These testers followed a detailed pre-planned schedule for eating and drinking, sleeping and movement.
Ahead of the flight, they also kept a daily log monitoring their physical and mental states. This was updated during the flight and each test traveller will continue to log in their diary for the next two weeks to track jet-lag symptoms.
Four hours into the flight, the control group took part in cabin exercises designed to combat jet-lag. These included performing press-ups against empty seats and stretching in the galley.
The group also completed tests on an iPad to monitor their levels of reaction time and attention at various stages of the journey.
The crew rotated shifts
There were 12 crew members working on the flight including four pilots. The crew rotated on a shift throughout the route so that each member of staff had allocated rest time in air. Staff were also required to rest a few days before the flight.
The four pilots on board also rotated cycles throughout the duration of the flight. As well as two flying pairs of pilots, there were also two pilots seated in the cabin who had initially flown the Qantas aircraft to New York. The combination of pilot experience on-board the historic flight was 67,000 hours.
The pilots wore electroencephalogram brain monitoring equipment for the duration of the flight to monitor their alertness when flying and their sleep during rest periods. They also submitted urine samples before, during and after the flight to help researchers track melatonin levels in their bodies.
Lead captain Sean Golding said: “The flight went really smoothly. Headwinds picked up overnight, which slowed us down to start with, but that was part of our scenario planning. Given how long we were airborne, we were able to keep optimising the flight path to make the best of the conditions.”
Cameras in the cockpit were also used to record alertness cues and operational activities.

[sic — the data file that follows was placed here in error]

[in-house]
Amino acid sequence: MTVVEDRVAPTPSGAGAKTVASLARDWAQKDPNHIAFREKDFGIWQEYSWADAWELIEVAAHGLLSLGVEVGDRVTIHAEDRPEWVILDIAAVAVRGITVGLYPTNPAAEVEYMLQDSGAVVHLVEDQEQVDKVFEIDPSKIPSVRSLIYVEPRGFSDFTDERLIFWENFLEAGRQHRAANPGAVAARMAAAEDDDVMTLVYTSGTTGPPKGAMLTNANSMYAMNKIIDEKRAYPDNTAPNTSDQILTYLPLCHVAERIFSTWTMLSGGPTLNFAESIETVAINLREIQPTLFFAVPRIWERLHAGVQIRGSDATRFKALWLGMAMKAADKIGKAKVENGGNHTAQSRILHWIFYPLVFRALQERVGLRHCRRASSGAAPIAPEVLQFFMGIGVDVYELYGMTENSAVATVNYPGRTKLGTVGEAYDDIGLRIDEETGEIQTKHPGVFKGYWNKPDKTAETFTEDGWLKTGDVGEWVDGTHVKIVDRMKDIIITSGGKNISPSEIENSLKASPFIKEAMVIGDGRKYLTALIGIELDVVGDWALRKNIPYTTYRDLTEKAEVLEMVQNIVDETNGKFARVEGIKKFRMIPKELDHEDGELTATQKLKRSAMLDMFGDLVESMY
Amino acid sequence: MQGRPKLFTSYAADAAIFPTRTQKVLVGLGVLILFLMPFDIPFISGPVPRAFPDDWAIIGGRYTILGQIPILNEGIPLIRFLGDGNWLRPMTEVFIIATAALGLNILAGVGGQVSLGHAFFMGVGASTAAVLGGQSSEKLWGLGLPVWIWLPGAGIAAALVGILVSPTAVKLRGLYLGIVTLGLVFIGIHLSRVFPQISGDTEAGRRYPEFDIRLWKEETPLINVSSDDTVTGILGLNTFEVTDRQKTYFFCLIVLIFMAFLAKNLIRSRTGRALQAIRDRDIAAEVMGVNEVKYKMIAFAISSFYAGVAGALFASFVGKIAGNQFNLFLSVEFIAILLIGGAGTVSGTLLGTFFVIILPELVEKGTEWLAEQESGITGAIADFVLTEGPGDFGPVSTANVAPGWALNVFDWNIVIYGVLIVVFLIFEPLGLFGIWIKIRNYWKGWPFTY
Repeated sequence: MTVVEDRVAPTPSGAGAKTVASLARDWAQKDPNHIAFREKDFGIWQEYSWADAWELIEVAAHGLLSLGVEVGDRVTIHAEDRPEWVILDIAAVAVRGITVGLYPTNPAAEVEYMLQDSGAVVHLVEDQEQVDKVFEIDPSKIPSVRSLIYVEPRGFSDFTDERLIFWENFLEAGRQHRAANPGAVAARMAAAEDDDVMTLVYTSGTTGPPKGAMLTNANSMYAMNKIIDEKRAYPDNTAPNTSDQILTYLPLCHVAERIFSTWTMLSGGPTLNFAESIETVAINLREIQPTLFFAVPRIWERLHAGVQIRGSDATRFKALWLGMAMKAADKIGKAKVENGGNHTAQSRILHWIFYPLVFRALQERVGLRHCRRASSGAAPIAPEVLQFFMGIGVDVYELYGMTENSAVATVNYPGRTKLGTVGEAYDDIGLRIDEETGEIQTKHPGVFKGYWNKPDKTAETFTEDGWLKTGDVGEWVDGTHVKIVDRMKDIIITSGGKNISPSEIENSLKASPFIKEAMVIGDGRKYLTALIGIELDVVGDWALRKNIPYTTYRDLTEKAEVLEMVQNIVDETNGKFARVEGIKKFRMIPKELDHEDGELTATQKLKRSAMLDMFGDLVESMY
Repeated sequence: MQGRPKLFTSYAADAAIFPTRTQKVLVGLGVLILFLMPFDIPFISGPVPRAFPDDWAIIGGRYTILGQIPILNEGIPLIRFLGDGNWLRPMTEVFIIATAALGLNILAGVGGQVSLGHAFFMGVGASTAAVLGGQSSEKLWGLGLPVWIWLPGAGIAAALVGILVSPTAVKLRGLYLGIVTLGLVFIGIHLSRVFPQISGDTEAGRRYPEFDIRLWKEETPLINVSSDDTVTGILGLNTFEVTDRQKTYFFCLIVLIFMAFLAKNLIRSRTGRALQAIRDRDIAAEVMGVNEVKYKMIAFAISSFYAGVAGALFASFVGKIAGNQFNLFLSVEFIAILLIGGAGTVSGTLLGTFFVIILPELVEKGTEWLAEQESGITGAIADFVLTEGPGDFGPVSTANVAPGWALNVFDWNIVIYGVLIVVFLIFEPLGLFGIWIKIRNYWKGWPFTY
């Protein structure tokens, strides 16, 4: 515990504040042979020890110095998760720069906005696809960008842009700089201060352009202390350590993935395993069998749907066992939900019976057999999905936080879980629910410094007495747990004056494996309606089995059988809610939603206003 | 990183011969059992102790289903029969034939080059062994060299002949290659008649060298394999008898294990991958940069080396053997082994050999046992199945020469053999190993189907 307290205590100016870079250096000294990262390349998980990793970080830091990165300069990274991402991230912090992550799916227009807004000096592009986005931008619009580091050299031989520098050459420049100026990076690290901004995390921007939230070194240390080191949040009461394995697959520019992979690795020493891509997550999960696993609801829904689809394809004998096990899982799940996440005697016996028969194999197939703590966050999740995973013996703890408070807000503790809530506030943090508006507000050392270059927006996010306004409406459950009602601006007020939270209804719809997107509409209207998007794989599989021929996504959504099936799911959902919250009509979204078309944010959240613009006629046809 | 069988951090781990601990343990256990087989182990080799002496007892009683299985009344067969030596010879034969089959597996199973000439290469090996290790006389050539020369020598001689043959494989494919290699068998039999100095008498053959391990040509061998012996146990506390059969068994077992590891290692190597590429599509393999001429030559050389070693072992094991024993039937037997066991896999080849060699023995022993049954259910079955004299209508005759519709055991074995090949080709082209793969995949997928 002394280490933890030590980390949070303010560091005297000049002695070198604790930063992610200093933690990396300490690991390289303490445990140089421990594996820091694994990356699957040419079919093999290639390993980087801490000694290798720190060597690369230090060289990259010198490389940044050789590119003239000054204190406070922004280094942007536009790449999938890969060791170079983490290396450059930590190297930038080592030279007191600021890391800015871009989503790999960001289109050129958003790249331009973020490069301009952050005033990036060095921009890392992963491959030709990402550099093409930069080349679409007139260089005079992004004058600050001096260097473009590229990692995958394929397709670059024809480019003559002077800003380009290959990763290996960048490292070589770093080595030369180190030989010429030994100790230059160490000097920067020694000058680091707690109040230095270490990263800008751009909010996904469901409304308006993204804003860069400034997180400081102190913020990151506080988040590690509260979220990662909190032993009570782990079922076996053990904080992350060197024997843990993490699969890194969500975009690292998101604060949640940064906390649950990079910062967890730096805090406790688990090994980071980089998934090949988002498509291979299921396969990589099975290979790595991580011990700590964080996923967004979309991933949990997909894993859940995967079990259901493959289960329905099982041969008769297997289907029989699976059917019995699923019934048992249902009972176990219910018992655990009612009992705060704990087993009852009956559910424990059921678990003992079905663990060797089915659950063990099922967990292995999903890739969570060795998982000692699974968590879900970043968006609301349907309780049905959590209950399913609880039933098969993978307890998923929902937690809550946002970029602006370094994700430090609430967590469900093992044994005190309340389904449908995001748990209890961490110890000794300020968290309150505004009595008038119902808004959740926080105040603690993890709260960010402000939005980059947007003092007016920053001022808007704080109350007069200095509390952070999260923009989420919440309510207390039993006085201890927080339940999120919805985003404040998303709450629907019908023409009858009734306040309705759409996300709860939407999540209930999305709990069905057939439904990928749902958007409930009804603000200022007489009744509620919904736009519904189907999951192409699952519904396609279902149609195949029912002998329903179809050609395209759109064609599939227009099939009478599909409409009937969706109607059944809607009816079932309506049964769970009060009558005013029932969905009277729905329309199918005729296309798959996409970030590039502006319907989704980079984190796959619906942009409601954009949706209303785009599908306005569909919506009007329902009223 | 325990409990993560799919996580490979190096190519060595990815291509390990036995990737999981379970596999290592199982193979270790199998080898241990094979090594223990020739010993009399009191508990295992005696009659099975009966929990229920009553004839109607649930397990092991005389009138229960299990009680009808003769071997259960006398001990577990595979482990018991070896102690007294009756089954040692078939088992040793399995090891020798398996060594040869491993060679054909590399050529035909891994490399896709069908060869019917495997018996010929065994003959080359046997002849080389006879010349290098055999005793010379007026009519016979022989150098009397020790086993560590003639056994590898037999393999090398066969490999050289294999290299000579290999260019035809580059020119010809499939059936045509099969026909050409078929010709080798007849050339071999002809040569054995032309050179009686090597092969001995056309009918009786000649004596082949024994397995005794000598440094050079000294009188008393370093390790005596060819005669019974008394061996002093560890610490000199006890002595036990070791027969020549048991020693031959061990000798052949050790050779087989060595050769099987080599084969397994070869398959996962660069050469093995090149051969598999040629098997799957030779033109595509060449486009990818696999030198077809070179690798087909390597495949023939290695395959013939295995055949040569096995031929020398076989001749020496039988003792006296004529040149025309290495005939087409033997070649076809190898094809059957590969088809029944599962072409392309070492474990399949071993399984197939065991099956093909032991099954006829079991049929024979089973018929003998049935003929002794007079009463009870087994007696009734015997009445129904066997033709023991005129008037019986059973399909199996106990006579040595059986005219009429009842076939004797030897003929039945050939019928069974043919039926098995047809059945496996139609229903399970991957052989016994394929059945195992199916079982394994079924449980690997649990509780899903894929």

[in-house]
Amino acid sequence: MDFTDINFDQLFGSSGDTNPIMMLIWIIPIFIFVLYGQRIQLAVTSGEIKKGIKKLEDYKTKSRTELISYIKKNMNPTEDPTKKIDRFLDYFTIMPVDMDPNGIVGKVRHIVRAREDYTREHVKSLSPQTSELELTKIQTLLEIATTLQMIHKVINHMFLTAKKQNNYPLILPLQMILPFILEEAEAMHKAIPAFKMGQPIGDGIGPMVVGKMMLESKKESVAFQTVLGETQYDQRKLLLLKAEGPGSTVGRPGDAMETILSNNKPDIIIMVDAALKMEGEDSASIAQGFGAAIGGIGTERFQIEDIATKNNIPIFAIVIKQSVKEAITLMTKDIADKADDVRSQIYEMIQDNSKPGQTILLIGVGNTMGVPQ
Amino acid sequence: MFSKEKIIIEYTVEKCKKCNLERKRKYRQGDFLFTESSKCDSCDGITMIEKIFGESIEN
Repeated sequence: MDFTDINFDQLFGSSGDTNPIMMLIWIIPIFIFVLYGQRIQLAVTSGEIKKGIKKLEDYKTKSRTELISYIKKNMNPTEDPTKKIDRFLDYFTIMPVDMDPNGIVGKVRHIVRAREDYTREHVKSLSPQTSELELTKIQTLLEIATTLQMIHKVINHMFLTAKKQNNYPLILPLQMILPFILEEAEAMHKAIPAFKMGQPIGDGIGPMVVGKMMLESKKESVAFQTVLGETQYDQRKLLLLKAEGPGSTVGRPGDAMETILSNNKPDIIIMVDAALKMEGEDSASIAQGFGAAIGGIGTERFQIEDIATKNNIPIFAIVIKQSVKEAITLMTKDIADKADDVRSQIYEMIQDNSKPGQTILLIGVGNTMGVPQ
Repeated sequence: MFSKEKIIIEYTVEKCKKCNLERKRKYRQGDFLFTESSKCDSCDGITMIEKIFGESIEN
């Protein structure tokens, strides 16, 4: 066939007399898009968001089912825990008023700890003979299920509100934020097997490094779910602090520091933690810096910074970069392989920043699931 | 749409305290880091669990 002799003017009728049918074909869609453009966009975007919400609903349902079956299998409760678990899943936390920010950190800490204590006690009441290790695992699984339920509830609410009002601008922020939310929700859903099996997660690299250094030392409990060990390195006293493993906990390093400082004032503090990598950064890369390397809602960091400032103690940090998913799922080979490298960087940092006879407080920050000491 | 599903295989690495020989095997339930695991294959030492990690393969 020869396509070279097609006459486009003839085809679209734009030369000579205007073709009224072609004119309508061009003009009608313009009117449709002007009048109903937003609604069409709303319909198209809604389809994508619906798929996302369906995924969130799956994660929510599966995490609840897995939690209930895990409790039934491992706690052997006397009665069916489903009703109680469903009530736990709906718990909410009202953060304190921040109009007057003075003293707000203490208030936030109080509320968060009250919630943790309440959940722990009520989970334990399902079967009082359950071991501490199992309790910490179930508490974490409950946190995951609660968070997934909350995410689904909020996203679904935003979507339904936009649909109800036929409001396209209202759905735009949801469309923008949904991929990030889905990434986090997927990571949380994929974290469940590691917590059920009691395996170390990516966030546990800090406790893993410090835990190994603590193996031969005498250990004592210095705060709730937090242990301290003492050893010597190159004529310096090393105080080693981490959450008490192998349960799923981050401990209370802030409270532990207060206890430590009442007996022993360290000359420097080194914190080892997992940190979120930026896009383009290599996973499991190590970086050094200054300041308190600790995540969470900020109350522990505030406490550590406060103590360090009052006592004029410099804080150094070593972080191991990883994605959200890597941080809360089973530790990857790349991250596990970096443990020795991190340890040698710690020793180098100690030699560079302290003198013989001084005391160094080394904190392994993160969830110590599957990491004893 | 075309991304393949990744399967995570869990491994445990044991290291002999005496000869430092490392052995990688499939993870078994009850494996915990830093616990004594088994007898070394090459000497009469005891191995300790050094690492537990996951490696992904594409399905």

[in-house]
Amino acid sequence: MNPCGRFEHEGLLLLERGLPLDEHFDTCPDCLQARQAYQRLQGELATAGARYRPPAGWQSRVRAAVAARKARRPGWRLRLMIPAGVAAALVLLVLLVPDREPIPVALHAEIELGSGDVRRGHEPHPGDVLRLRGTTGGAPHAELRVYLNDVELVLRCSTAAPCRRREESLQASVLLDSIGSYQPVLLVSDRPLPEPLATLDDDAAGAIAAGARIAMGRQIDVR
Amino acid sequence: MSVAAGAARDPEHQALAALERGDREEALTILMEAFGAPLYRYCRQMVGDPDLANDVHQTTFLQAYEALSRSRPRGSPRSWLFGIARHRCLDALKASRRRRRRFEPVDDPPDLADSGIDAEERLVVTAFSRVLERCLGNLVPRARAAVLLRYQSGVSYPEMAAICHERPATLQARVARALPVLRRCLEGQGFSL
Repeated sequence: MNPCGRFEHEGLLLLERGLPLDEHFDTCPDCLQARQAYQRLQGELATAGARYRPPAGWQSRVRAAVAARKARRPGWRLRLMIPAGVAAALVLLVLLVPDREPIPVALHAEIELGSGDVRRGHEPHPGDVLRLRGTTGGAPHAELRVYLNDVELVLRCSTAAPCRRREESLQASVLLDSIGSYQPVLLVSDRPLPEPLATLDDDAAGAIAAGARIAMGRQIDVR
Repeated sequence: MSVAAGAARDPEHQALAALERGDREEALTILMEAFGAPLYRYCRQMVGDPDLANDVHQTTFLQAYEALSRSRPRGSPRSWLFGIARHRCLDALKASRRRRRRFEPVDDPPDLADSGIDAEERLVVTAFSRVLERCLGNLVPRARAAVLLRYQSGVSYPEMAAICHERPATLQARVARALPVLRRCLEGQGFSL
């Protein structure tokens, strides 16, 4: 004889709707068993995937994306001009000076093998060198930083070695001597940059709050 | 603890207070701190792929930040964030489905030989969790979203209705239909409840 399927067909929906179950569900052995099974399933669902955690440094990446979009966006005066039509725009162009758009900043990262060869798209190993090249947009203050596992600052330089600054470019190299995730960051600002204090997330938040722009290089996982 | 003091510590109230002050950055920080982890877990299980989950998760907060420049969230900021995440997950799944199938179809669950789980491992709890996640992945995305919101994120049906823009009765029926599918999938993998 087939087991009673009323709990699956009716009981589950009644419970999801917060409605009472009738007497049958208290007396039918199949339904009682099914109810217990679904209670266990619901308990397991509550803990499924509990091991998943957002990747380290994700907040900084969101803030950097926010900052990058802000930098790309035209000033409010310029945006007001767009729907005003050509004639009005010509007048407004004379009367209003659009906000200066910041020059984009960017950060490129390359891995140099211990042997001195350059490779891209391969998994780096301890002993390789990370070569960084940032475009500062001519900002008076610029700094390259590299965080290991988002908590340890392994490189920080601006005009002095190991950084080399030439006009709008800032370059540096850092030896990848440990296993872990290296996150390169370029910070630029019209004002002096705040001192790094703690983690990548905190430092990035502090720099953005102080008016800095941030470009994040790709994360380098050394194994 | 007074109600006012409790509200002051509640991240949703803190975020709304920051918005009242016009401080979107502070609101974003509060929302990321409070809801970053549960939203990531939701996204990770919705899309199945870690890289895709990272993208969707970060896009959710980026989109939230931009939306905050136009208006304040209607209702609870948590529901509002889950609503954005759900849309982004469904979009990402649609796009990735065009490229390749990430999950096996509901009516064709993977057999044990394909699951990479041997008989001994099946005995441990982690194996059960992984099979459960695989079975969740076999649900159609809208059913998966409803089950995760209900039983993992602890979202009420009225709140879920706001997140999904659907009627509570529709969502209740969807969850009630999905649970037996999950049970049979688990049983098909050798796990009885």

Qantas will need new planes to fly the route
Two more research flights are planned as part of the Project Sunrise evaluations. In November, another flight will go from London to Sydney followed by a third from New York to Sydney in December. After this, Qantas will make a decision on whether to introduce the Project Sunrise services commercially.
If that happens, the airline will need to invest in some new aircraft as the 787-9 plane used in the research flights does not have the required range to fly the 16,200 kilometre journey with a full load of passengers.
To operate the test flight successfully, the aircraft took off loaded with maximum fuel, restricted passenger and baggage weight and no cargo.
Airbus has pitched the A350 as a contender to operate the services commercially while Boeing has proposed its 777X would be the best plane for the job.
If approved, the first commercial Project Sunrise flight is expected to commence flying in late 2022 or 2023. The airline would also need to reach a new deal with flight crew who would be working longer than 20 hours.
Despite its lengthy flight time, Qantas’ Project Sunrise test-flight does not hold the record for the longest ever flight duration. That belongs to the now defunct TWA (Trans-World Airlines) after it flew a flight from London To San Francisco in 1957, with a flight time of 23 hours.